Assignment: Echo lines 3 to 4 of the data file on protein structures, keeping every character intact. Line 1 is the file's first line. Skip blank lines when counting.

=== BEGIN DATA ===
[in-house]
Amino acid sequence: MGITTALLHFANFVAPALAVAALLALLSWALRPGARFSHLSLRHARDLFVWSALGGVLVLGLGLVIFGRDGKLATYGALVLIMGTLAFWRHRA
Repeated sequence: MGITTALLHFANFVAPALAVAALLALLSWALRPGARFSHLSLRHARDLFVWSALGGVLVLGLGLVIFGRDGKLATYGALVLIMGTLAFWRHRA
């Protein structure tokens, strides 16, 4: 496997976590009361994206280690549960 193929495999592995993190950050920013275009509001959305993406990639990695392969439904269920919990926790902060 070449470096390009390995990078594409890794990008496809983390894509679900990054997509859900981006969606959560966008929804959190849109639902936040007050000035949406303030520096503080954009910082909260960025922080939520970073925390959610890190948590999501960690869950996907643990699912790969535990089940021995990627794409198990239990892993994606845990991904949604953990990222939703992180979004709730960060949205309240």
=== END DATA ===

Repeated sequence: MGITTALLHFANFVAPALAVAALLALLSWALRPGARFSHLSLRHARDLFVWSALGGVLVLGLGLVIFGRDGKLATYGALVLIMGTLAFWRHRA
């Protein structure tokens, strides 16, 4: 496997976590009361994206280690549960 193929495999592995993190950050920013275009509001959305993406990639990695392969439904269920919990926790902060 070449470096390009390995990078594409890794990008496809983390894509679900990054997509859900981006969606959560966008929804959190849109639902936040007050000035949406303030520096503080954009910082909260960025922080939520970073925390959610890190948590999501960690869950996907643990699912790969535990089940021995990627794409198990239990892993994606845990991904949604953990990222939703992180979004709730960060949205309240």